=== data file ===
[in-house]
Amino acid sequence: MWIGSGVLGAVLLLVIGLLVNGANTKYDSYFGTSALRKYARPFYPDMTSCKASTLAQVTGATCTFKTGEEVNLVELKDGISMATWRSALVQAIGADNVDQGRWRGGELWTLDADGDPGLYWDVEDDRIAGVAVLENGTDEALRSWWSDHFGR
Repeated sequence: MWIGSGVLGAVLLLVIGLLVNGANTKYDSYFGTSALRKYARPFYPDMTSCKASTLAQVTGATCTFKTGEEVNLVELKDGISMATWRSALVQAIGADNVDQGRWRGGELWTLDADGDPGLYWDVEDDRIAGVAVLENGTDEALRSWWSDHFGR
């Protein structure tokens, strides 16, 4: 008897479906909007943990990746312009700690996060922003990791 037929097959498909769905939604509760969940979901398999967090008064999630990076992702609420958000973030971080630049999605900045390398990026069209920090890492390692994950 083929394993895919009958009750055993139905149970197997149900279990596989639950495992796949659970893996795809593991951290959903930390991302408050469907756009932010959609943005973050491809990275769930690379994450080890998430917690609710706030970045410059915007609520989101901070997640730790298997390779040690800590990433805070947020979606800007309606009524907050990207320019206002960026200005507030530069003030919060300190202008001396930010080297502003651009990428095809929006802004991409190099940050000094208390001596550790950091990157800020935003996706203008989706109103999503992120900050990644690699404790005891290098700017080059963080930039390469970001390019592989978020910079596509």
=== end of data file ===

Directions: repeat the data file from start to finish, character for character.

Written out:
[in-house]
Amino acid sequence: MWIGSGVLGAVLLLVIGLLVNGANTKYDSYFGTSALRKYARPFYPDMTSCKASTLAQVTGATCTFKTGEEVNLVELKDGISMATWRSALVQAIGADNVDQGRWRGGELWTLDADGDPGLYWDVEDDRIAGVAVLENGTDEALRSWWSDHFGR
Repeated sequence: MWIGSGVLGAVLLLVIGLLVNGANTKYDSYFGTSALRKYARPFYPDMTSCKASTLAQVTGATCTFKTGEEVNLVELKDGISMATWRSALVQAIGADNVDQGRWRGGELWTLDADGDPGLYWDVEDDRIAGVAVLENGTDEALRSWWSDHFGR
């Protein structure tokens, strides 16, 4: 008897479906909007943990990746312009700690996060922003990791 037929097959498909769905939604509760969940979901398999967090008064999630990076992702609420958000973030971080630049999605900045390398990026069209920090890492390692994950 083929394993895919009958009750055993139905149970197997149900279990596989639950495992796949659970893996795809593991951290959903930390991302408050469907756009932010959609943005973050491809990275769930690379994450080890998430917690609710706030970045410059915007609520989101901070997640730790298997390779040690800590990433805070947020979606800007309606009524907050990207320019206002960026200005507030530069003030919060300190202008001396930010080297502003651009990428095809929006802004991409190099940050000094208390001596550790950091990157800020935003996706203008989706109103999503992120900050990644690699404790005891290098700017080059963080930039390469970001390019592989978020910079596509």